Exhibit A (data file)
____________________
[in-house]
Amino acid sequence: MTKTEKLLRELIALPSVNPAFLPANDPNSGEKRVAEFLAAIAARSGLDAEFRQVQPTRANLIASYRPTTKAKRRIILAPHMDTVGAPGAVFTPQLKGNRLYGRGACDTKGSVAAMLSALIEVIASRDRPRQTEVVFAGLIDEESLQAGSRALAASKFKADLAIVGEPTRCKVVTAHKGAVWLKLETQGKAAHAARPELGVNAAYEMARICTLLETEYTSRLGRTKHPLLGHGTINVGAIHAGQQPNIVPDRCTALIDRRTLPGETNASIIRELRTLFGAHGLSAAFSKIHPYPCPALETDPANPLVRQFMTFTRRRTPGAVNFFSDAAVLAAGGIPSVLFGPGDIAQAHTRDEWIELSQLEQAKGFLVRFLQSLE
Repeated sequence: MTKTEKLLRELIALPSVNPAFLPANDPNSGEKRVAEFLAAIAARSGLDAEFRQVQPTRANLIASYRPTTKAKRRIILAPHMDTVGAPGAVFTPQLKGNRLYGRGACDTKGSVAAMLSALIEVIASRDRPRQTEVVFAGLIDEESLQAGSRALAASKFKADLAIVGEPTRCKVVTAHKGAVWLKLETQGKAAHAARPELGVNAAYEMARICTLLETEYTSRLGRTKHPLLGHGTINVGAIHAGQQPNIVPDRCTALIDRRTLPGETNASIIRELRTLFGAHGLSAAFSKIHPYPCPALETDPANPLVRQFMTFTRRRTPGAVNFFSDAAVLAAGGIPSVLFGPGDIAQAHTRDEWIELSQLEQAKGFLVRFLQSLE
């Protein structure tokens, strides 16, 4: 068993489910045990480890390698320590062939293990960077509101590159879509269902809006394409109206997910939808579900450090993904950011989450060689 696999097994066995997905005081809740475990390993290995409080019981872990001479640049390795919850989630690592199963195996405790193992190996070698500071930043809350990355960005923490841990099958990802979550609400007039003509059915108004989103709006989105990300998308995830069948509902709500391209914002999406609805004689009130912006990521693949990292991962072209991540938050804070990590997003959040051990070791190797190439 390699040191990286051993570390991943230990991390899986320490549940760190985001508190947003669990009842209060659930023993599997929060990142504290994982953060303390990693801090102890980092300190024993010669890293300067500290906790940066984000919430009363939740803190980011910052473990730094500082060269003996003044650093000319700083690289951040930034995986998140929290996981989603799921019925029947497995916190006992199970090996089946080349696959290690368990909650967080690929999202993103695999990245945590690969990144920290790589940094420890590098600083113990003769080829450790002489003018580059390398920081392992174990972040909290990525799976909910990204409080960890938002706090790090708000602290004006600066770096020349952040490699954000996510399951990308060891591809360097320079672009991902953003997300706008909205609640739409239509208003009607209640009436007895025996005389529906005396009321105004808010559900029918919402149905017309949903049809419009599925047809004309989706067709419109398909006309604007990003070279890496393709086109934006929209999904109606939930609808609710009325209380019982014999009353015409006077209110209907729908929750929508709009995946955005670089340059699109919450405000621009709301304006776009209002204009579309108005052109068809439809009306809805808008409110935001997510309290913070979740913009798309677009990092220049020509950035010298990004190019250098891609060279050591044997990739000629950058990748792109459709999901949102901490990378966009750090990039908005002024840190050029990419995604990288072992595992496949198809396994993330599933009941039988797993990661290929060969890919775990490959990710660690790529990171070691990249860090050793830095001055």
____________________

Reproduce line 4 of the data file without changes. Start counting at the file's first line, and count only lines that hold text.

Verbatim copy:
């Protein structure tokens, strides 16, 4: 068993489910045990480890390698320590062939293990960077509101590159879509269902809006394409109206997910939808579900450090993904950011989450060689 696999097994066995997905005081809740475990390993290995409080019981872990001479640049390795919850989630690592199963195996405790193992190996070698500071930043809350990355960005923490841990099958990802979550609400007039003509059915108004989103709006989105990300998308995830069948509902709500391209914002999406609805004689009130912006990521693949990292991962072209991540938050804070990590997003959040051990070791190797190439 390699040191990286051993570390991943230990991390899986320490549940760190985001508190947003669990009842209060659930023993599997929060990142504290994982953060303390990693801090102890980092300190024993010669890293300067500290906790940066984000919430009363939740803190980011910052473990730094500082060269003996003044650093000319700083690289951040930034995986998140929290996981989603799921019925029947497995916190006992199970090996089946080349696959290690368990909650967080690929999202993103695999990245945590690969990144920290790589940094420890590098600083113990003769080829450790002489003018580059390398920081392992174990972040909290990525799976909910990204409080960890938002706090790090708000602290004006600066770096020349952040490699954000996510399951990308060891591809360097320079672009991902953003997300706008909205609640739409239509208003009607209640009436007895025996005389529906005396009321105004808010559900029918919402149905017309949903049809419009599925047809004309989706067709419109398909006309604007990003070279890496393709086109934006929209999904109606939930609808609710009325209380019982014999009353015409006077209110209907729908929750929508709009995946955005670089340059699109919450405000621009709301304006776009209002204009579309108005052109068809439809009306809805808008409110935001997510309290913070979740913009798309677009990092220049020509950035010298990004190019250098891609060279050591044997990739000629950058990748792109459709999901949102901490990378966009750090990039908005002024840190050029990419995604990288072992595992496949198809396994993330599933009941039988797993990661290929060969890919775990490959990710660690790529990171070691990249860090050793830095001055």